He who pipes up to ministers calls the tune
Steve Hook meets the new president of the AoC
Step out of the station on a rainy day in Crewe and you could be forgiven for thinking there is little to commend it. While in most big cities you would emerge in the town centre - or at least with an idea of how to get there - Crewe leaves you guessing.
In fact, the town has a great deal to show off about - not least its status as home to Bentley Motor Cars. And something else it can be proud of is South Cheshire College, one of the most consistently successful further education institutions in the country.
But then further education, like Crewe, is not keen on trumpeting its achievements. All this could change, however, under David Collins, the college's principal and newly appointed first president of the Association of Colleges (AoC).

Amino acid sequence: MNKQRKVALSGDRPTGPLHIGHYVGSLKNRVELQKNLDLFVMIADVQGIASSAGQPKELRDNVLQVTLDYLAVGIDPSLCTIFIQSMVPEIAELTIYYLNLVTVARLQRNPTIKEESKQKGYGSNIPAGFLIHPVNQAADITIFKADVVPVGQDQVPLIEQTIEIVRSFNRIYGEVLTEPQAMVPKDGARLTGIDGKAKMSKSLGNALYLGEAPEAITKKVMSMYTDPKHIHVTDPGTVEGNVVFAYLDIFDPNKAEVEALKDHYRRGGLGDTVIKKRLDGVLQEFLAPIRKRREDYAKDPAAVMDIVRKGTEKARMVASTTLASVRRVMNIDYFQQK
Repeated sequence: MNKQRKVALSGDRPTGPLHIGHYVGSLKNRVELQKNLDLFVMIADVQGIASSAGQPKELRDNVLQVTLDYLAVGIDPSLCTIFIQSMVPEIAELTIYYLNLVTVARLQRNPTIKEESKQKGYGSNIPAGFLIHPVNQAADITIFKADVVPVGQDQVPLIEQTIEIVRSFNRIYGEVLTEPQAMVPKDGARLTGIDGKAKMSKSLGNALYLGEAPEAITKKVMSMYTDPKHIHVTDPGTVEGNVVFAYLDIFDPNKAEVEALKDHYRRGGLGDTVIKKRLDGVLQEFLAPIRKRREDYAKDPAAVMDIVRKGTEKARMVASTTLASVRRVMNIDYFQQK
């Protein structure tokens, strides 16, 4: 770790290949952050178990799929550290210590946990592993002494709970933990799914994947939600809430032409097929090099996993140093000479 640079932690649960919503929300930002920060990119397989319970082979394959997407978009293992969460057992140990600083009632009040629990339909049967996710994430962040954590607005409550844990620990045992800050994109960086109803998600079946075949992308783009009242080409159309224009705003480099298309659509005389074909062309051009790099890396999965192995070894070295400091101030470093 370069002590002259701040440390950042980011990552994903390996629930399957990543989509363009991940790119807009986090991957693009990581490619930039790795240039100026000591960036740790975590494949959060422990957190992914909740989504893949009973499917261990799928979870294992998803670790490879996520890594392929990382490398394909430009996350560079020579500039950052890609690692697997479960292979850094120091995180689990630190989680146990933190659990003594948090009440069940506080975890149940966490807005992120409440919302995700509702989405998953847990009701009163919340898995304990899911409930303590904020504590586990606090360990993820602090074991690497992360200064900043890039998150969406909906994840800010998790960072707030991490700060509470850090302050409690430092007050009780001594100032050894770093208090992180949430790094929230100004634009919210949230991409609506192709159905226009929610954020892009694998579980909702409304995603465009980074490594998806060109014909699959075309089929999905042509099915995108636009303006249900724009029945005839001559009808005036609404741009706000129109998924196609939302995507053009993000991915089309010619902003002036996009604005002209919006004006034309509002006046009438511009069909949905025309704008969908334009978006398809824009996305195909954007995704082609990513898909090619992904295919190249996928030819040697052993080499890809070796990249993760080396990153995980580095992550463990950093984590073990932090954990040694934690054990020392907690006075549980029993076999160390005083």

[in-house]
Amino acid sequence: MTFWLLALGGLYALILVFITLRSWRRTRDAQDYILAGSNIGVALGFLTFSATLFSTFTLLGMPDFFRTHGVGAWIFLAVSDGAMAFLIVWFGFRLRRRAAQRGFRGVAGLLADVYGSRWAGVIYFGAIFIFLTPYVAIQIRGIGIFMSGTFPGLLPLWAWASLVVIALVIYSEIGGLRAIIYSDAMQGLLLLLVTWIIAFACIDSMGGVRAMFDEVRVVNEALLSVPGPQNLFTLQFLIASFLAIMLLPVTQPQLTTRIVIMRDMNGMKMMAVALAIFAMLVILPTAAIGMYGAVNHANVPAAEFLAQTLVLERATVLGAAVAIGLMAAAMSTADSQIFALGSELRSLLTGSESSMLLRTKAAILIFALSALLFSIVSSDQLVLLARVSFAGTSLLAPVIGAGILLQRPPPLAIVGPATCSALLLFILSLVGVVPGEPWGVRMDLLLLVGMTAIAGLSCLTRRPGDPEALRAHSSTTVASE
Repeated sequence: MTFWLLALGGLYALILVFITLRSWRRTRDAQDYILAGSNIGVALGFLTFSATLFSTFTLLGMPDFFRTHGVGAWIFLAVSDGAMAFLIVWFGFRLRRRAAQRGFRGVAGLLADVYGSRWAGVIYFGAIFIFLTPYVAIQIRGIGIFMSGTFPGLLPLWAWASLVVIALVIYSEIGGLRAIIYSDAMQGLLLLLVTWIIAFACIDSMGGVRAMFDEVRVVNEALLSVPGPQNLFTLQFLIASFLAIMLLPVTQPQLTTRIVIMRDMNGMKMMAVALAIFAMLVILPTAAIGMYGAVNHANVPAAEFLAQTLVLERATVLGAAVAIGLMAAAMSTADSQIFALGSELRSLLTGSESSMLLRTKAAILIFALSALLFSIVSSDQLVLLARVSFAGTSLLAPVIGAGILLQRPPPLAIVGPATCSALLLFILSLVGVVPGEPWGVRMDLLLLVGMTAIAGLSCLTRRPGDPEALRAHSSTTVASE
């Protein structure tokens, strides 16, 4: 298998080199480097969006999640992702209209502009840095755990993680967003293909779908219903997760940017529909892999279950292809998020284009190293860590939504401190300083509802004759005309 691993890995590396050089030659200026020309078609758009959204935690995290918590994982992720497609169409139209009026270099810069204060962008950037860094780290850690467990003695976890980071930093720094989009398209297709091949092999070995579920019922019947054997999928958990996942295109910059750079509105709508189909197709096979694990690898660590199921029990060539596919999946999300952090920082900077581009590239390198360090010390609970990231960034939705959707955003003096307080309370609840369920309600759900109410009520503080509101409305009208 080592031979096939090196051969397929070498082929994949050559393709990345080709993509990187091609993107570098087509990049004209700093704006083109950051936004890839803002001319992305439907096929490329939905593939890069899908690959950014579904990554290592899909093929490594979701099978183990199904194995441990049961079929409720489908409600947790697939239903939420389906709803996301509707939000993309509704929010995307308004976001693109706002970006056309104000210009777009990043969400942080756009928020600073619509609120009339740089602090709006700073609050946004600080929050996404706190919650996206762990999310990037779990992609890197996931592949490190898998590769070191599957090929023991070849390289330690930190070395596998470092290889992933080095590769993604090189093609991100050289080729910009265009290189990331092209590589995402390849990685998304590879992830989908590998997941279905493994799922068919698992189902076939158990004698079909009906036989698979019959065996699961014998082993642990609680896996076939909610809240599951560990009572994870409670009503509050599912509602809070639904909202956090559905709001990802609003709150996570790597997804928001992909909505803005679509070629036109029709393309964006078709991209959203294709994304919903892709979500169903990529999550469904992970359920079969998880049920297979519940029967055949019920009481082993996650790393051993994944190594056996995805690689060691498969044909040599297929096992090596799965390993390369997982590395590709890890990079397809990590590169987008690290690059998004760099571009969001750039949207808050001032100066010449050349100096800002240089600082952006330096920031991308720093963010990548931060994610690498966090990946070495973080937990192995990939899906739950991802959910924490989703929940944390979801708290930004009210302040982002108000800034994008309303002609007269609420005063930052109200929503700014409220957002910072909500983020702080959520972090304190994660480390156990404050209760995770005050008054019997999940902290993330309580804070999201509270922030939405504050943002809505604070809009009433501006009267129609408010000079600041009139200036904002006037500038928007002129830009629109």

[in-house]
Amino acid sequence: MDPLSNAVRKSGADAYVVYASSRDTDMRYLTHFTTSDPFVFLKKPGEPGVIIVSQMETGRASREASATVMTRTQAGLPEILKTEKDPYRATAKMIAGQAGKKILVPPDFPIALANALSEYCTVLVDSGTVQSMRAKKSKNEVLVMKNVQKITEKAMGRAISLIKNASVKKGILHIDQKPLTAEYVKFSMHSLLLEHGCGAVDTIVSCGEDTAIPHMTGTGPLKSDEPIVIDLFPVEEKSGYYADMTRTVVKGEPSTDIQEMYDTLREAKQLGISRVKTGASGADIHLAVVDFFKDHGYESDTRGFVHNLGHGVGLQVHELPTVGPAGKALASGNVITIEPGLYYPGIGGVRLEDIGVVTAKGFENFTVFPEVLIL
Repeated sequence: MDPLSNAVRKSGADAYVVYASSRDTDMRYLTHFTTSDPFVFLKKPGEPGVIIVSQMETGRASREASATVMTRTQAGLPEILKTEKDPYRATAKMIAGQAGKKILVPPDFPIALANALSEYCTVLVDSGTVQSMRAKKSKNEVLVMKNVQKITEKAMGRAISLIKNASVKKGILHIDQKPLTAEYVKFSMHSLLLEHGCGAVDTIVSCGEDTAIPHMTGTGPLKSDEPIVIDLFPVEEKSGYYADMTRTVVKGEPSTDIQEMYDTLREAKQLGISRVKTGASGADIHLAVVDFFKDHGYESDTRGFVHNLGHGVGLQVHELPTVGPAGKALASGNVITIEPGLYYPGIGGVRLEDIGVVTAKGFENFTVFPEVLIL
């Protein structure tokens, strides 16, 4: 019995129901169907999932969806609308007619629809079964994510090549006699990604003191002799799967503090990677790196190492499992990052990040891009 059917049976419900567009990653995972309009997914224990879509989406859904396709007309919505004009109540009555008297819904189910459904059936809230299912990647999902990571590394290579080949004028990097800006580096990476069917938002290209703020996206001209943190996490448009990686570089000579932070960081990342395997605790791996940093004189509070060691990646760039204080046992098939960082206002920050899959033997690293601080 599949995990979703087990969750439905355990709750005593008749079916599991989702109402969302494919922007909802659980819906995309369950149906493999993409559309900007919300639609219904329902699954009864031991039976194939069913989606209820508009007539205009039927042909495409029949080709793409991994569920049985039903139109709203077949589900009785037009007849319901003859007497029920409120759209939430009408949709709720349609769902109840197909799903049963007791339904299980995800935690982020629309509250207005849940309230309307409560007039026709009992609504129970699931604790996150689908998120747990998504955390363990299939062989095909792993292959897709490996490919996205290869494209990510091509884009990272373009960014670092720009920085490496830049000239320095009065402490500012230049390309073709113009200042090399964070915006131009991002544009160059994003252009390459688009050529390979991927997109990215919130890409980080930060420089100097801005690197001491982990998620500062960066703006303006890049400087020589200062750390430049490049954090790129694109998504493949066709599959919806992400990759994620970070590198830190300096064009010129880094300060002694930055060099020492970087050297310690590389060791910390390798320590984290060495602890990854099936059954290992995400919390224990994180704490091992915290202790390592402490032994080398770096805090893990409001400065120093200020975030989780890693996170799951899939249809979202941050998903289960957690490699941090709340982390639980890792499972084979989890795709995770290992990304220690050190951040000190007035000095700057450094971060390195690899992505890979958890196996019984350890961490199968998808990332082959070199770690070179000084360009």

Dr Collins is determined that the expertise of his colleagues around the country will be readily available to ministers, and he is confident that, in future, colleges will spend more time shaping FE policy.
One of his first actions has been to invite principals to put their names forward if they have a particular area of knowledge that could be of use to the Government. These principals could yet become part of an army of ministerial advisers.
The realisation that the association needs to go on the front foot and involve its members more has not come out of the blue. The 157 Group of large, successful colleges has the ear of ministers, and one of its hallmarks has been its commitment to making sure that Whitehall hears directly from principals.